Friday, March 27, 2009

What Might Have Been

As I have written previously, I have been studying the Old Testament. I concluded the story of Saul last week, but I am still thinking about him. His story has affected me deeply and saddened me because his life illustrates what might have been. I mourn what he might have done with his life and who he might have been if only he had chosen to follow God instead of his natural man.

We are all like Saul. We all have the opportunity to follow our divine destinies or to turn away and follow after our own desires. Heavenly Father has a plan for each of us. He will never force us to follow that plan nor will he stop us from abandoning it.

As a young man, my grandfather attended church with his family. His mother and father both emigrated from Europe and found the gospel. Unfortunately, his father worked in the coal mines and succumbed to Black Lung when my grandfather was still a teenager. Back in the early 20th century times were tough, especially for a widow with children. They constantly struggled to make ends meet.

Something occurred in their ward that offended my great-grandmother. Though she got over it, my grandfather never did and he carried that grudge with him for the rest of his life. He never had a good thing to say about the Church and was vehemently opposed to me attending church, seminary, or paying my tithing.

My grandfather was an incredibly intelligent and talented man. He could fix anything. He knew so much about electronics. He invented the mute button for annoying television commercials long before it was readily available on remotes. He had a kind heart—he consented to raising my sister and me after our parents died, even though he’d planned to retire without worrying about raising a second family. He loved my sister and me and, I think, he was proud of us.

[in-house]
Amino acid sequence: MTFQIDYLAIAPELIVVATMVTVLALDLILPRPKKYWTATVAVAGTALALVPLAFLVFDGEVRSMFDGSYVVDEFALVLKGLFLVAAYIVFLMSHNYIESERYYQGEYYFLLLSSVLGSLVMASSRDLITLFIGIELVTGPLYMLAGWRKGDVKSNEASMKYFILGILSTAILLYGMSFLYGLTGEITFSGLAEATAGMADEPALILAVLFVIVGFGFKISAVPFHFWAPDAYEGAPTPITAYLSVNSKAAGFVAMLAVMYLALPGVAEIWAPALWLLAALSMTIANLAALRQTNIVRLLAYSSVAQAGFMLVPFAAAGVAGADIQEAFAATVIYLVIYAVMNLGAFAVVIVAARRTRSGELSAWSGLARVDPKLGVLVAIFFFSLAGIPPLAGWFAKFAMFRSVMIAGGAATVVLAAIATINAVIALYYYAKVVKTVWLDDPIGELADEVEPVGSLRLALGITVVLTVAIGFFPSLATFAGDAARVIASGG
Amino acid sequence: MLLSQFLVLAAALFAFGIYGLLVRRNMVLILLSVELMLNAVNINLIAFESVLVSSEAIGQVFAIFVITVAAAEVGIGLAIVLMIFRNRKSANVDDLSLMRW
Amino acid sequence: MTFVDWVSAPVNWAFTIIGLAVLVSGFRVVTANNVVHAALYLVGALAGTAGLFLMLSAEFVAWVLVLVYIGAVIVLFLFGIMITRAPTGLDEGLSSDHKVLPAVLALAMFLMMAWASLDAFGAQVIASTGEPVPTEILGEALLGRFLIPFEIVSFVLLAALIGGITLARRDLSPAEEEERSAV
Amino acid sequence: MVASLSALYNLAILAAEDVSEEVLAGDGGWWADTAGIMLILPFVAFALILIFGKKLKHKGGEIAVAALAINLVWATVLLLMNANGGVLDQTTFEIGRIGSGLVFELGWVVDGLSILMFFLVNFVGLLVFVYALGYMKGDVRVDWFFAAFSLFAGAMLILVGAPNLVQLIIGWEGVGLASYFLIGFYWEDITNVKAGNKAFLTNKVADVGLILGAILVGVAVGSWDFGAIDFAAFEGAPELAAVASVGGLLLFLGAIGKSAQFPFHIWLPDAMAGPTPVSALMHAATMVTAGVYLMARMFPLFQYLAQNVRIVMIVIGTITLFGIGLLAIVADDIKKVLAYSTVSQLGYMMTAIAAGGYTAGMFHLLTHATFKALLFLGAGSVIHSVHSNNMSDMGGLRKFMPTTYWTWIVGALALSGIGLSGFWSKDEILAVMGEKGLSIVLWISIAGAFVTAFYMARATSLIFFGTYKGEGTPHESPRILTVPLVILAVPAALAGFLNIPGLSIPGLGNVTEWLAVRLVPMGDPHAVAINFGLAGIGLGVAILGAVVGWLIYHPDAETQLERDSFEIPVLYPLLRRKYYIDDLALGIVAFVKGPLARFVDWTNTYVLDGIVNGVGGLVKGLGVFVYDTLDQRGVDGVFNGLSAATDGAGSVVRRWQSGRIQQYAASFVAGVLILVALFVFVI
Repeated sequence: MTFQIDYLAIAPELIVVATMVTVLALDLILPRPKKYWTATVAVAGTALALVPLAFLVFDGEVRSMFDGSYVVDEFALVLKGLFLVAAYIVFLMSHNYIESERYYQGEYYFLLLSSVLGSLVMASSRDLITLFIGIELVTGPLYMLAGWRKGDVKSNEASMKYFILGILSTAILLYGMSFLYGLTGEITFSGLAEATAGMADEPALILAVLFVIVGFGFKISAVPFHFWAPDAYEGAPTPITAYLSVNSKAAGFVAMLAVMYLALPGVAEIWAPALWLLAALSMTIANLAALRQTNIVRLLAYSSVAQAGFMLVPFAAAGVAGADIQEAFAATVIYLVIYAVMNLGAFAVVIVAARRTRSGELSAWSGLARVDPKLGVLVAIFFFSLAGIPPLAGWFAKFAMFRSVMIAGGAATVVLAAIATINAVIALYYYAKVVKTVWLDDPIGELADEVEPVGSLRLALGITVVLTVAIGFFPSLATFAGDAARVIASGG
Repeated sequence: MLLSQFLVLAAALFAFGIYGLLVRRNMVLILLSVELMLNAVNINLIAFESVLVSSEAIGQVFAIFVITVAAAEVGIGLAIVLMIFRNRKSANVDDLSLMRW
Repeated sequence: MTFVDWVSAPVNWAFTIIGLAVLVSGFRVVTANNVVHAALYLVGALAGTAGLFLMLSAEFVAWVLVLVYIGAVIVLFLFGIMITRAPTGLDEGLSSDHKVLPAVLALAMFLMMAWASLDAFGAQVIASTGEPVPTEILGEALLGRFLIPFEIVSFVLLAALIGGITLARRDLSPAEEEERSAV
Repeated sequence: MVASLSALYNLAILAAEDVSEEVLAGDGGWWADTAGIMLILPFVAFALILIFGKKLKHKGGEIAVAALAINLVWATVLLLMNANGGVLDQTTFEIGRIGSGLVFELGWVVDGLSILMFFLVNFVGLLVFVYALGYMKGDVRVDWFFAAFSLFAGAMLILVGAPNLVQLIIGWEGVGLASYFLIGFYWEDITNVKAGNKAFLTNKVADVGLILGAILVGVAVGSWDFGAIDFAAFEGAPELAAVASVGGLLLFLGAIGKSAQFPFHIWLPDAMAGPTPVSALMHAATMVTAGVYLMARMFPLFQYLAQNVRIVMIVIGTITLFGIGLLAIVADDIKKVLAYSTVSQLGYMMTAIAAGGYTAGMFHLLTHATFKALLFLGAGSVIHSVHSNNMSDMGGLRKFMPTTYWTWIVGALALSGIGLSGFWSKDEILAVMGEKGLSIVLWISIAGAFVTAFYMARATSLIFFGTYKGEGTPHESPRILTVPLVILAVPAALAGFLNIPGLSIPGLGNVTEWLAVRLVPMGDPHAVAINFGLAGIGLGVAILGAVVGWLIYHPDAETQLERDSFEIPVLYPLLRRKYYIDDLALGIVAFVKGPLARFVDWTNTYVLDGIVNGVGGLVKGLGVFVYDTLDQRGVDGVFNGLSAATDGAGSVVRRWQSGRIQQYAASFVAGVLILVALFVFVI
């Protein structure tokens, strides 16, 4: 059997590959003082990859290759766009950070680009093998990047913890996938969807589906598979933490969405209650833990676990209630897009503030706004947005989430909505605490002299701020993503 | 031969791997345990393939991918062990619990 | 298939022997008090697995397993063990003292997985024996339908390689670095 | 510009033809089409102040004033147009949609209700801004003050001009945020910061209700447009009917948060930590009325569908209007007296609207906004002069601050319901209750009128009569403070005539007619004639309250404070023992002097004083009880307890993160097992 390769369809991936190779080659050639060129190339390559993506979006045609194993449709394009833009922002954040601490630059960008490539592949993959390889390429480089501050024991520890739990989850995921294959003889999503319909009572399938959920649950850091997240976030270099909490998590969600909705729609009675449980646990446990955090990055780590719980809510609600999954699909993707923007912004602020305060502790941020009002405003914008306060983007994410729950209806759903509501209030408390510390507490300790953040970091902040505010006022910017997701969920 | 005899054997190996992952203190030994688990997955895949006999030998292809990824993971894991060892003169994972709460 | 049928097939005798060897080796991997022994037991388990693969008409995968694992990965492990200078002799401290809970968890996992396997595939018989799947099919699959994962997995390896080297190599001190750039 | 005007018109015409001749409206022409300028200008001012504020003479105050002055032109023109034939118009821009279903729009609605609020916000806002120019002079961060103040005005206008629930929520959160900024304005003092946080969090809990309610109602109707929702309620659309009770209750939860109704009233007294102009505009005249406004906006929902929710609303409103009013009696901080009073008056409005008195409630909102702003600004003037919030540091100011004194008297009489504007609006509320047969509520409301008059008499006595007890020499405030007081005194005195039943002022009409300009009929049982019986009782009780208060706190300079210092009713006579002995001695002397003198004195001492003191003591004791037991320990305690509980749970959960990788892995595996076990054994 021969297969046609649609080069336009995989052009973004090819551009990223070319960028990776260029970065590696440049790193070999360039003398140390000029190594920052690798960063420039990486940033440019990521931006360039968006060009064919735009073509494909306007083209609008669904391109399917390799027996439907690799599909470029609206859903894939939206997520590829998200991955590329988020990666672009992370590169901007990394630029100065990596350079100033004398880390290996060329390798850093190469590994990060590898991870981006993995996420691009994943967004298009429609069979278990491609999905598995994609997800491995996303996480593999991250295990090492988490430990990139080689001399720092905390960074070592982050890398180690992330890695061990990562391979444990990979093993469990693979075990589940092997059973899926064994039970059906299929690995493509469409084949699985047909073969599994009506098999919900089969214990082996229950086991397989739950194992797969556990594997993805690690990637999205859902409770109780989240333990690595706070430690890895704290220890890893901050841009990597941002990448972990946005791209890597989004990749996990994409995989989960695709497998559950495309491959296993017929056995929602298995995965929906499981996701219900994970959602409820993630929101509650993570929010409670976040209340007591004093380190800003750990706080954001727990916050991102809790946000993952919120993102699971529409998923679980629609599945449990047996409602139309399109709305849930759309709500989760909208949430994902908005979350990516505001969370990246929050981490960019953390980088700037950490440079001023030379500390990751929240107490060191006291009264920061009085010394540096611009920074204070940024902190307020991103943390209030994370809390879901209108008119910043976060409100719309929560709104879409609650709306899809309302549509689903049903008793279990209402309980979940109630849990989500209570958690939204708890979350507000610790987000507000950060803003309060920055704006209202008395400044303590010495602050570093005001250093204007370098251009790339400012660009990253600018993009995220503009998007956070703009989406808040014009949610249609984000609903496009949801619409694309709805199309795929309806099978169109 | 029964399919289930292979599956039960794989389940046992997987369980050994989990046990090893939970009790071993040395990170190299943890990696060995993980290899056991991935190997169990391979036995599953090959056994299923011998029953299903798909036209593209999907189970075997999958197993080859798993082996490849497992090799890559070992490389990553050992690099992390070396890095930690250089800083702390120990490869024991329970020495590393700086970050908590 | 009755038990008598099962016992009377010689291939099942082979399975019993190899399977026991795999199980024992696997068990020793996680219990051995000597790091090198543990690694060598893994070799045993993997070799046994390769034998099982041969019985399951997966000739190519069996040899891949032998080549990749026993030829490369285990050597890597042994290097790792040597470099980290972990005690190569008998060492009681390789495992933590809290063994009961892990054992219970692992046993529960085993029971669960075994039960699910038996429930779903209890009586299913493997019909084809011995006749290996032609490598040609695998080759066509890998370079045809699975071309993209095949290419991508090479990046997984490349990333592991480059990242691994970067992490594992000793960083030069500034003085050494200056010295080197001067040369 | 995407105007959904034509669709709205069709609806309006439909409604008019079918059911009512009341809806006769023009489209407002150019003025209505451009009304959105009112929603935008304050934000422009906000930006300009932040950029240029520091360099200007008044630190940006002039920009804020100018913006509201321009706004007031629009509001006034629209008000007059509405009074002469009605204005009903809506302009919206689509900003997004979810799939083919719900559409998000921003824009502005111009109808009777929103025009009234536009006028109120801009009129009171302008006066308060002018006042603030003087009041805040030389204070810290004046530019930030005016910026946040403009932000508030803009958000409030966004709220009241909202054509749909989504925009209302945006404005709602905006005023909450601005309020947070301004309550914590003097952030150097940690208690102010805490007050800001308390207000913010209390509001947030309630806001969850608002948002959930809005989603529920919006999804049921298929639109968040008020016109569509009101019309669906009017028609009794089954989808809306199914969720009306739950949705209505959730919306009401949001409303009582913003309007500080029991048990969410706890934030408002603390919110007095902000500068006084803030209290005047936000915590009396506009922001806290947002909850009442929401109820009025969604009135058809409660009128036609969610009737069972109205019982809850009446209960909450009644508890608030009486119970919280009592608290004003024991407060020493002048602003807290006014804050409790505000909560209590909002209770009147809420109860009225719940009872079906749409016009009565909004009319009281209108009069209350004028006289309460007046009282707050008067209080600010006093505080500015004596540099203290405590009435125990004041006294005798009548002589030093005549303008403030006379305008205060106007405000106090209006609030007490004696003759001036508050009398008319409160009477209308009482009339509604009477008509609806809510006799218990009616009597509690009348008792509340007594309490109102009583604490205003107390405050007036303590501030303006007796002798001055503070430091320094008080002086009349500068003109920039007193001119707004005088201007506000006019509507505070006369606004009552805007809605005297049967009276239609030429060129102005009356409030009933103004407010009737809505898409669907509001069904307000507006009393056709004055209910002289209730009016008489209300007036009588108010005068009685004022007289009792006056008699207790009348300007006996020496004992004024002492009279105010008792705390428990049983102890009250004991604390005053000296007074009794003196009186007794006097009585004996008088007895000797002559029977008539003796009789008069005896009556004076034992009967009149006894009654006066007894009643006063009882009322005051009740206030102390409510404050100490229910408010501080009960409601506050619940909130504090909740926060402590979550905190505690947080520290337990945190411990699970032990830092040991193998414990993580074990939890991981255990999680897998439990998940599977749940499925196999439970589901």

He could have been an amazing leader in the Church. He could have used his talents to further the kingdom of God. He could have been a missionary and used his priesthood to bless our lives and the lives of others. He could have done so many things, but he didn’t. He nursed his grudge and he gave into his natural man, much like Saul. It makes me ache to think of what he could have done with his life, but chose not to, simply because he let Satan influence him instead of God. Perhaps, that is why Saul’s story has affected me so dramatically—instead of Saul, I see my grandfather.

His life as well as Saul’s serves as a reminder to me. Heavenly Father has a plan for me and it’s my responsibility to continually follow that plan. I can get glimpses of Heavenly Father’s plan for me through rereading my patriarchal blessing, inspiration while I’m reading the scriptures or attending the temple, or while I’m praying.

I hope that each of us will seek to follow Heavenly Father’s plan so it will not be said of us, “For of all sad words of tongue or pen, The saddest are these: `It might have been!’” (from John Greenleaf Whittier's poem Maud Muller).

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3 comments:

Jaime Theler said...

That's so true. I hope that I'll never be one to take offense, but for me I worry more that I don't offend others that way. Thanks for sharing.

me and you plus two said...

Love your insight...you should be a seminary teacher!

Cathy Witbeck said...

What a sad story. It certainly makes you think about how you need to strengthen your own testimony and realize that the Church is true despite the choices that some members make in how they treat others.
Thanks for sharing your insight.